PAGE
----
The Secret Agent
The Assistant Commissioner, driven rapidly in a hansom from the neighbourhood of
Soho in the direction of Westminster, got out at the very centre of the Empire on which
the sun never sets. Some stalwart constables, who did not seem particularly impressed by
the duty of watching the august spot, saluted him. Penetrating through a portal by no
means lofty into the precincts of the House which is THE House, PAR EXCELLENCE in
the minds of many millions of men, he was met at last by the volatile and revolutionary
That neat and nice young man concealed his astonishment at the early appearance of the
Assistant Commissioner, whom he had been told to look out for some time about
midnight. His turning up so early he concluded to be the sign that things, whatever they
were, had gone wrong. With an extremely ready sympathy, which in nice youngsters goes
often with a joyous temperament, he felt sorry for the great Presence he called "The
Chief," and also for the Assistant Commissioner, whose face appeared to him more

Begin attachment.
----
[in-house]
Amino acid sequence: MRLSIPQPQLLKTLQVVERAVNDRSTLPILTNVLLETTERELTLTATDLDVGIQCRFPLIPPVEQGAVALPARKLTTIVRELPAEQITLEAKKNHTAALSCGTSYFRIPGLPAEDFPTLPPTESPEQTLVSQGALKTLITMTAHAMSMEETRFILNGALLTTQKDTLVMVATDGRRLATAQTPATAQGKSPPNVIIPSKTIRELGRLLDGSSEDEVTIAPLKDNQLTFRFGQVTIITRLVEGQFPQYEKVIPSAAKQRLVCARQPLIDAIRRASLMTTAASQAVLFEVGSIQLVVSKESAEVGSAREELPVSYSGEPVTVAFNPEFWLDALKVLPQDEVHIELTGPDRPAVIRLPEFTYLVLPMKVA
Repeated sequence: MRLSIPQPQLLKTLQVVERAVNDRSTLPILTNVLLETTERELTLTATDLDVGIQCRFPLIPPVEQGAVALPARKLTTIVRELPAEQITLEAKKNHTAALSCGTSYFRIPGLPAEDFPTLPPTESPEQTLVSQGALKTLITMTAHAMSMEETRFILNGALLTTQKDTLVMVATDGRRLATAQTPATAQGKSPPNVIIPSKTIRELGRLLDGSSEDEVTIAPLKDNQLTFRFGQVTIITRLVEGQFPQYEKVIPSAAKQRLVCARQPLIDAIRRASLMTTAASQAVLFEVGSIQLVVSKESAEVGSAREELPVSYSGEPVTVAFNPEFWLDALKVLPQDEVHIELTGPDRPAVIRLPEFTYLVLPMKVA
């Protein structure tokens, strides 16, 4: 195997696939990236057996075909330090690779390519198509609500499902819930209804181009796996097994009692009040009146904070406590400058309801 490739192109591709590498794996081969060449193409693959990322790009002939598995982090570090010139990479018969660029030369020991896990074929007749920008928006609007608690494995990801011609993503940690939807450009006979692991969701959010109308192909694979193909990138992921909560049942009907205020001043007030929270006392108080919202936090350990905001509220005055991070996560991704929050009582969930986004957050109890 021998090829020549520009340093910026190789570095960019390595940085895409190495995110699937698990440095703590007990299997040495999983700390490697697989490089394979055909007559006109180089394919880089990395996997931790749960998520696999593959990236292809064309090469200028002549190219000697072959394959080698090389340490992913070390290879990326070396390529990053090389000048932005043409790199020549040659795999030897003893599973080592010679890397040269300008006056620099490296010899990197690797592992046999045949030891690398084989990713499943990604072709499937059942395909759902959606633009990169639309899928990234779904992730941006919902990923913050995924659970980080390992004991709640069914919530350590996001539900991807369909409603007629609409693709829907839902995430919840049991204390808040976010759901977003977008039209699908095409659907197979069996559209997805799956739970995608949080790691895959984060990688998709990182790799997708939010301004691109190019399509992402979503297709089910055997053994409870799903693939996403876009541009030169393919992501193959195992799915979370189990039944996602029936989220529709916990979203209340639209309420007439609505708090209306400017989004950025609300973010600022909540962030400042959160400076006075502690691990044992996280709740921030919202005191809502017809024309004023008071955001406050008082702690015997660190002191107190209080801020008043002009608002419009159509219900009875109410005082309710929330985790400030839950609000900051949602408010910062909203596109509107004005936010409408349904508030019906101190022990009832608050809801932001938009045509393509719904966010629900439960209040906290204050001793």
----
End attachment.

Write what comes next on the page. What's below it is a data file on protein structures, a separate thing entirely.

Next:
ominously wooden than ever before, and quite wonderfully long. "What a queer, foreign-
looking chap he is," he thought to himself, smiling from a distance with friendly
buoyancy. And directly they came together he began to talk with the kind intention of
burying the awkwardness of failure under a heap of words. It looked as if the great
assault threatened for that night were going to fizzle out. An inferior henchman of "that
brute Cheeseman" was up boring mercilessly a very thin House with some shamelessly
cooked statistics. He, Toodles, hoped he would bore them into a count out every minute.
But then he might be only marking time to let that guzzling Cheeseman dine at his
leisure. Anyway, the Chief could not be persuaded to go home.
"He will see you at once, I think. He's sitting all alone in his room thinking of all the
fishes of the sea," concluded Toodles airily. "Come along."
Notwithstanding the kindness of his disposition, the young private secretary (unpaid) was
accessible to the common failings of humanity. He did not wish to harrow the feelings of
the Assistant Commissioner, who looked to him uncommonly like a man who has made a
mess of his job. But his curiosity was too strong to be restrained by mere compassion. He
could not help, as they went along, to throw over his shoulder lightly:
"And your sprat?"
"Got him," answered the Assistant Commissioner with a concision which did not mean to
be repellent in the least.
"Good. You've no idea how these great men dislike to be disappointed in small things."
After this profound observation the experienced Toodles seemed to reflect. At any rate he
said nothing for quite two seconds. Then: